Ghana, France strengthen partnership to improve performance of SOEs

BY: Nana Konadu Agyemang
Mr Stephen Asamoah Boateng and Ms Anne Sophie Avé, French Ambassador to Ghana
Mr Stephen Asamoah Boateng and Ms Anne Sophie Avé, French Ambassador to Ghana

Ghana and France have renewed their commitment to strengthen performance in key public institutions to ensure sustainable growth, job creation and efficient public sector performance in the two countries.

The partnership will also enable the two countries to share knowledge and experience aimed at improving the fortunes of state-owned enterprises (SOEs).

Statement

In a statement jointly issued by the Director-General of the State Interests and Governance Authority (SIGA), Mr Stephen Asamoah Boateng, and the Ambassador of France to Ghana, Ms Anne-Sophie Avé, said: “This partnership is in line with the common views shared on the importance of effective governance for economic efficiency of SOEs in the two countries.

“The success of this collaboration which was launched in 2016 between the French Embassy and the State-Owned Enterprise Commission of Ghana led to the French Development Agency (AFD) of France to offer a €5 million grant to SIGA to improve expertise to further strengthen the operationalisation of the oversight functions of the authority and also work closely with the Ministry of Finance and Expertise France — a French international technical cooperation agency.

“We are thrilled to cooperate in this area as it is strategic for our countries to ensure sustainable growth, job creation and efficient public performance,” the statement added.

Role of SOEs critical

The statement also said Ghana’s SOEs continued to play essential roles of providing basic services such as water, electricity and transportation, as well as manage its national resources including gold, oil and gas, and the construction of major infrastructure.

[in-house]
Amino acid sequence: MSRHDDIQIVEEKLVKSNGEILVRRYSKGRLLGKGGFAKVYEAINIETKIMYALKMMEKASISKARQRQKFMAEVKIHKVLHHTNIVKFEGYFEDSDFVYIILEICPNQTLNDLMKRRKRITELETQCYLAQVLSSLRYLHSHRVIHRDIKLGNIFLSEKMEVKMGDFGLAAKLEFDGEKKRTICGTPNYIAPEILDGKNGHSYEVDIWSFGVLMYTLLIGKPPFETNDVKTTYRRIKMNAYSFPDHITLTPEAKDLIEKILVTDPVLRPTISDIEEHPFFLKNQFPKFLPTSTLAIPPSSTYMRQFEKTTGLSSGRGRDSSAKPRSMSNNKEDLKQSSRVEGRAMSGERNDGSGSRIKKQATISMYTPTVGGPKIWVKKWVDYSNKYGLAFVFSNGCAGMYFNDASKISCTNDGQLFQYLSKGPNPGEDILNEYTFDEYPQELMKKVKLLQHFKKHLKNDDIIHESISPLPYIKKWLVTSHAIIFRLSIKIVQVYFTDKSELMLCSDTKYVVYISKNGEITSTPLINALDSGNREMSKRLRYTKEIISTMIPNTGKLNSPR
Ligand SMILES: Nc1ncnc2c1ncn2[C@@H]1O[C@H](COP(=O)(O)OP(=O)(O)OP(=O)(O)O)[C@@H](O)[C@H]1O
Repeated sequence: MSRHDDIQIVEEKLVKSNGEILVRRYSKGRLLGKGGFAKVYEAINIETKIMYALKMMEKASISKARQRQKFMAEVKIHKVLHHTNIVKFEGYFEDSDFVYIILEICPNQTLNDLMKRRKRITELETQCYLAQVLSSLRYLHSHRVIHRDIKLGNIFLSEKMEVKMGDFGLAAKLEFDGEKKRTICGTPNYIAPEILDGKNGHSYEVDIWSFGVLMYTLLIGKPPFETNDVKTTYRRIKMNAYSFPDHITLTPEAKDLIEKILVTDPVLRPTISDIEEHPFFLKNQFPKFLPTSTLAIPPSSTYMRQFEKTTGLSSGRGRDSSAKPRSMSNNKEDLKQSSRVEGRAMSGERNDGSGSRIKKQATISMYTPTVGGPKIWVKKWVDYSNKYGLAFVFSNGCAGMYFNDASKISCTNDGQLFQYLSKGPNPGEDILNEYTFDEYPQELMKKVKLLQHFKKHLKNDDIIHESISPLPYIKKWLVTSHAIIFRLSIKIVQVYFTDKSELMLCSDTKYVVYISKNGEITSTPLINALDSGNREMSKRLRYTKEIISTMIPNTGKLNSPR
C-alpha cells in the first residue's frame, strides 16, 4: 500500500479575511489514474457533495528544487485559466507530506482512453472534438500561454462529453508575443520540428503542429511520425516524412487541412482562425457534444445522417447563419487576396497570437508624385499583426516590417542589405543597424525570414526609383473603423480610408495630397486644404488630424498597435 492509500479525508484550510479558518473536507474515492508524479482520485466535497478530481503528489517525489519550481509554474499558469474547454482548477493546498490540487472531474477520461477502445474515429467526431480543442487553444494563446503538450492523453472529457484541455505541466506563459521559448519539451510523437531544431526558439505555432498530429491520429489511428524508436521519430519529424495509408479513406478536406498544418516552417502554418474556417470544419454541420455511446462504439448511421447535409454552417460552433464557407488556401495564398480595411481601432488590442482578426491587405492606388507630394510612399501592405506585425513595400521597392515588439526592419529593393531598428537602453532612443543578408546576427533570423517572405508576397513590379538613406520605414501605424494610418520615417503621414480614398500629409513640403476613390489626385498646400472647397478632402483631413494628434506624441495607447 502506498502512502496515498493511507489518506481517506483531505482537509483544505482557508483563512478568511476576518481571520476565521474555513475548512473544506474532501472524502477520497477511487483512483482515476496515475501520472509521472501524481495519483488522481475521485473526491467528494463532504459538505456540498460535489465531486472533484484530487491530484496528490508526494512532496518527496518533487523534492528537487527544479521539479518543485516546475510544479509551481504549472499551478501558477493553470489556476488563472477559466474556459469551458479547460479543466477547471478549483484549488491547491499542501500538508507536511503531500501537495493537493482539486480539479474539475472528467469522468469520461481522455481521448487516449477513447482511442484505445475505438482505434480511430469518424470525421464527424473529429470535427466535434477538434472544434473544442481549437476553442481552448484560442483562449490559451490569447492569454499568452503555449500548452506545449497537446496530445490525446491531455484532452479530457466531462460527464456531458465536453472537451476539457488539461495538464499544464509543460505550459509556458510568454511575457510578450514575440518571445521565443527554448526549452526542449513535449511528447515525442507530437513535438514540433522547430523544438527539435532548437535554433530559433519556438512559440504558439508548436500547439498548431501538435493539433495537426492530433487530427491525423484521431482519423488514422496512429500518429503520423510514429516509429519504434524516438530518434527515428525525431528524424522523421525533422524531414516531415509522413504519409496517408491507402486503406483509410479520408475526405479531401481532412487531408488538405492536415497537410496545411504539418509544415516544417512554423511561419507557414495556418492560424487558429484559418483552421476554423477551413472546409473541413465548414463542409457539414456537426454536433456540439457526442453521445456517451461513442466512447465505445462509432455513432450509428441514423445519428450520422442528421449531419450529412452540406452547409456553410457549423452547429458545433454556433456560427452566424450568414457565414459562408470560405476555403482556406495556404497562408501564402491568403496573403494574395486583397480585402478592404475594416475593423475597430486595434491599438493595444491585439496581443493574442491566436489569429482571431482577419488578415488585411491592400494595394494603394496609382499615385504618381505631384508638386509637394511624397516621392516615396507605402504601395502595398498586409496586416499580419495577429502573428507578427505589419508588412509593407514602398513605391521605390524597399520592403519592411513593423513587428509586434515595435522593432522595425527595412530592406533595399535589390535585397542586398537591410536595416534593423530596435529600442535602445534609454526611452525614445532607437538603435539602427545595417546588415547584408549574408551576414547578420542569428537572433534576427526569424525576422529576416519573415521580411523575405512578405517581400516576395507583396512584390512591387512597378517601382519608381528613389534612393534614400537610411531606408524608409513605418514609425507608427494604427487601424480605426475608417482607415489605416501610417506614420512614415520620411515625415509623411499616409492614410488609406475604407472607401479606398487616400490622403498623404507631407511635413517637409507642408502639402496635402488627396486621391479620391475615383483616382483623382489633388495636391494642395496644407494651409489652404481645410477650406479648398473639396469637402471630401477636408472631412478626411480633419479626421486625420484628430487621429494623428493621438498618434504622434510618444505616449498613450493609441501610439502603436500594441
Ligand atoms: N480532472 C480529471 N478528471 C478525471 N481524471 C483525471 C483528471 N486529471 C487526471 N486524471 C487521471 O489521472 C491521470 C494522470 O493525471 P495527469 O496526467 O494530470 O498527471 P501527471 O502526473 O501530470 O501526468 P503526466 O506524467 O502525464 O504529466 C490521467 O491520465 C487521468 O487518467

As such, it said they contributed significantly to national wealth and turnover representing 15 per cent of GDP and also offered employment to nearly 50,000 people.

“In 1986, SOEs provided 25 per cent of France’s GDP. The Government of France remains a significant stakeholder in French companies in the fields of energy, transportation, industry, finance and services.

“Some of these companies are well known flagship establishments such as Areva, Air France, Airbus, Thales and Engie,” the statement said.

It said state ownership was a way of protecting sovereign assets to ensure that they served the national interest.

“When SOEs become profitable, they may totally or partially be sold to private investors. Whether totally or partially state owned, the importance of these companies to the national economy requires that they are effectively governed,” it added.

Oversight role

To ensure effective governance of public companies, it further said the state as the shareholder needed strong oversight institutions with the required expertise.

In France such an institution is known as “Agence des Participations de l’Etat” (Agency of public equities), while in Ghana it is called State Interests and Governance Authority (SIGA).

“Ghana has recently initiated far-reaching reforms in the oversight and management of SOEs, joint venture companies (JVCs) and other state entities (OSEs) referred to as Specified Entities.

“The change management process includes the establishment of SIGA to among others promote efficient and where applicable, profitable operations of Specified entities. By law, SIGA is the shareholder of all state interests in these specified entities,” it added.